Not all Kickstarter projects are created equally. While the crowd-funding independent projects has been a huge success in recent years, the projects it attracts are variable in quality. Some look to kickstart projects with wide-eyes and a lack of proper research and preparation, some are genuinely impressive in scope and ambitious, and a some inspired passion projects are only made reality on Kickstarter.
Kickstarters come in ebbs and flows as well. Spring and summer of last year had the big boom of game developers getting onto the platform, with the Double Fine Adventure project pulling in over $3 million, well over the requested $400 thousand, paving the way. Pebble Watch’s huge success, raking in more than $10 million of donations, helped further legitimize the model. These projects helped raised awareness of Kickstarter and made it a household name, and the subsequent influx of funds from consumers excited to help back projects was huge.
We like to keep on our eyes on cool Kickstarter projects here at CultureMass, and have noticed a recent crop of exciting new projects; from games, to cartoons, to podcasts on design and technology, there’s a lot of new cool stuff out there. Here are four Kickstarters you should be keeping an eye on:
By Infinite Fall
The Project: A 2D side-scrolling exploration adventure game with paranormal themes, A Night in the Woods is a delightful looking indie game by Alec Holowka and Scott Benson (together known as Infinite Fall). Besides a distinctive and striking visual style, the game seems to seek to enchant with its story of anthropomorphic teenage angst. The story is about Mae a college drop-out who’s recently moved back to her hometown of Possum Springs. She’s begun notice strange occurrences around town, which seem to stem from something strange going on in the local woods. Having developed a vertical slice of the game, Alec and Scott have come to Kickstarter looking to make the project a reality.
Why we love it: An anthropomorphic angsty drop-out cat with paranormal powers who hangs out with her loser friends, what an amazing character! The art-style and animations here are incredible for the size of the project as well, and the burnt oranges and midnight blues displayed in the trailer give it a warm and deep entrancing look.
By Frederator / Cartoon Hangover
The Project: Bee and Puppycat is a cartoon short that features Bee and the mysterious Puppycat (neither cat nor puppy). Bee is an out-of-work 20-something who finds the seemingly abandoned Puppycat who takes her on an intergalactic babysitting mission to make another month’s rent. Bee and Puppycat published two five minute episodes earlier this year on Cartoon Hangover, and now Frederator Studios (the publisher behind Adventure Time and The Fairly Odd Parents) are looking to help develop half a dozen 6-minute episodes with the help of their backers.
Why we love it: Bee and Puppycat is an adorable show that’s made for adults and touches upon anxieties many of us millennials feel in modern society.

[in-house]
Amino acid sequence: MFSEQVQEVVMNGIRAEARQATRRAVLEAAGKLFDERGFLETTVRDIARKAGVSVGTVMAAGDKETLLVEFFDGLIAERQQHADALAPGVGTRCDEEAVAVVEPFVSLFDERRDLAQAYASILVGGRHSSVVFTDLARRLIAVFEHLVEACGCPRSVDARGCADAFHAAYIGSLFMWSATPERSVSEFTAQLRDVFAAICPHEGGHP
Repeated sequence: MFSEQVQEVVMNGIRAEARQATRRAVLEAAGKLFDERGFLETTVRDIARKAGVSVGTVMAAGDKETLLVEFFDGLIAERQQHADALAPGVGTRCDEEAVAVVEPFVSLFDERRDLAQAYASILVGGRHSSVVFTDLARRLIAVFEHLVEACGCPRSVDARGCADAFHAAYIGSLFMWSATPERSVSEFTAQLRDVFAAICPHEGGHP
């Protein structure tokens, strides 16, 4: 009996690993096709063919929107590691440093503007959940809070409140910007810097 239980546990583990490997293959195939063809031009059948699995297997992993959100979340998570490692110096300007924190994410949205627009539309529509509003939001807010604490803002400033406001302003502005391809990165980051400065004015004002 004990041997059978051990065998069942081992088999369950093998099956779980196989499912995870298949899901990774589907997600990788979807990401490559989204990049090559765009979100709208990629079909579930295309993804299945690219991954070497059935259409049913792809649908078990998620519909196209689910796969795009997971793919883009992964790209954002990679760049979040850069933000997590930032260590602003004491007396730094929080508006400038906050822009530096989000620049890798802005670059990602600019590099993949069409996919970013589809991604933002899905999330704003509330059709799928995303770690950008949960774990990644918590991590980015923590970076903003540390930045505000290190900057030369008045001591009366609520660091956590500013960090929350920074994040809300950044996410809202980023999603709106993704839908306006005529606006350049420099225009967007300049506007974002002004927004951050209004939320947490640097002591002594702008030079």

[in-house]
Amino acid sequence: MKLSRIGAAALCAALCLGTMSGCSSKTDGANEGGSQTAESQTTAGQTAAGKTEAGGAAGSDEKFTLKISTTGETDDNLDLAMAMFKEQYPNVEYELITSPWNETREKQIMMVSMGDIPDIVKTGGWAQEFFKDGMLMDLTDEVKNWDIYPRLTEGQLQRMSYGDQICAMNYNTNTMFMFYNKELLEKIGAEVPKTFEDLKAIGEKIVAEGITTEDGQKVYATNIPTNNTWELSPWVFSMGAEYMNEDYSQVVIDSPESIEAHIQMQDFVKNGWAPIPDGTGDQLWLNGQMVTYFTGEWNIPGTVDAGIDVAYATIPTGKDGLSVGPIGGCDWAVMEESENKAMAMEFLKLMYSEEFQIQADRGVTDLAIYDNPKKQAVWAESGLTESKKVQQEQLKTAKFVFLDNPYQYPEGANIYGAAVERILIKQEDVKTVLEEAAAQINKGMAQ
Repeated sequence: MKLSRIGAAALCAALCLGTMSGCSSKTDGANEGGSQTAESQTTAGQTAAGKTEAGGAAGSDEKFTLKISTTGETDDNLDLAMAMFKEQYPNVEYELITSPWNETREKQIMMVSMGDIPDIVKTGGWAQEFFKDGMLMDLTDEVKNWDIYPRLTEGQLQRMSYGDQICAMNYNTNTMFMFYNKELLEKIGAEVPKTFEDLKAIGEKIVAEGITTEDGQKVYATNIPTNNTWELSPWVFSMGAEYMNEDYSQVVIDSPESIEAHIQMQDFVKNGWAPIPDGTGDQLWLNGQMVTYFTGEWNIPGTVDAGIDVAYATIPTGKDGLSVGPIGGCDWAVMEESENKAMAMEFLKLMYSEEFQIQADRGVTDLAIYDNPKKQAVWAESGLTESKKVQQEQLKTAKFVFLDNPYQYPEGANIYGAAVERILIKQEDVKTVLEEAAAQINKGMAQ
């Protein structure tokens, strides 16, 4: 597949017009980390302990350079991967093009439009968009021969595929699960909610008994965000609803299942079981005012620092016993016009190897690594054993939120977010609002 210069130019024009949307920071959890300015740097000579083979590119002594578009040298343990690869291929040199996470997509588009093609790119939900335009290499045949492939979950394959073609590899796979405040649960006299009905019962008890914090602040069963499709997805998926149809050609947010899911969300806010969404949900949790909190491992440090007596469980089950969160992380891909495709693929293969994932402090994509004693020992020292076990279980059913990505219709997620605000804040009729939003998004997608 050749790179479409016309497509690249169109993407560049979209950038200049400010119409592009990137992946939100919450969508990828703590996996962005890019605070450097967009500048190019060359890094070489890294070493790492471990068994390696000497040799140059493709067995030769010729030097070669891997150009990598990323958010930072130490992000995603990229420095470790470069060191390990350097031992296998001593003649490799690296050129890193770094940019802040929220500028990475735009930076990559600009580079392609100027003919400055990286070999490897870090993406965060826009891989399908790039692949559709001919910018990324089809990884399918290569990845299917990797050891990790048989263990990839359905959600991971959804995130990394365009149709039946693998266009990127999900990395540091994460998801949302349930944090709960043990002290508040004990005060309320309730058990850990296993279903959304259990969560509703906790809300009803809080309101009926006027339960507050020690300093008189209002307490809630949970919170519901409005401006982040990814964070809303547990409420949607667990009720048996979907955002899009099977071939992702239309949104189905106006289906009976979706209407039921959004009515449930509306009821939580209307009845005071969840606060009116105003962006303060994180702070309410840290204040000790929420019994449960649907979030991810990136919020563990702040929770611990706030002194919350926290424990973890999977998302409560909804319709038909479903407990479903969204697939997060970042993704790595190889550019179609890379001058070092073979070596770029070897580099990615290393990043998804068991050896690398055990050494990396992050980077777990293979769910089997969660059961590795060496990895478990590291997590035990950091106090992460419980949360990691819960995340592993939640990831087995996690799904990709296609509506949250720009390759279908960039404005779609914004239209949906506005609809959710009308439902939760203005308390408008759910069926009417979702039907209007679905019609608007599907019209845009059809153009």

By Cyan, Inc
The Project: Obduction is a game being produced both in the style of Myst and by the creators of Myst. In an age where Grand Theft Auto and Call of Duty often dominate the mindshare of what people think modern video games are, Obduction is a more introspective, ponderous affair. Myst was the highest selling PC game of all time until the debut of The Sims in 2001, and was a household name for much of the ’90’s so it’s exciting to see Cyan returning to the first person exploration puzzle genre. While it’s easier to see the legacy of Doom these days (another PC game that came out the same year as Myst), games like Dear Esther and Gone Home show that there’s still an appetite for less-violent, quieter first-person games like Myst. Not much detail is given on the game in order to preserve the mysteries within, and Obduction is the most ambitious project on this list seeking $1.1 million in funding.
Why we love it: Myst was among our first experiences with games and enchanted us a beautiful, eerie world to explore. In an age where violent video games dominate, we’re excited to see what the creators of Myst can do when they’re left to their own devices.
By PRX, Inc
The Project: 99% Invisible is a fantastic podcast hosted by Roman Mars about design, technology, architecture, and pretty much the 99% of the world that goes unseen by your everyday person. The show has always been publicly funded, and has relied on campaigns to get through it’s first 3 seasons. With season 4, 99% Invisible wants to go from a monthly format to a weekly one, and bring on radio journalist Sean Cole as a monthly contributor. This is the kind of Kickstarter that seems like a sure bet, as they have a proven track record and product, and are just looking to expand their scope.
Why we love it: 99% Invisible represents some of the best radio journalism out there, and belongs in the conversation with shows such as This American Life and Radiolab. Consistently entertaining and enlightening, we love this show. Doesn’t hurt that they have some pretty great Kickstarter rewards.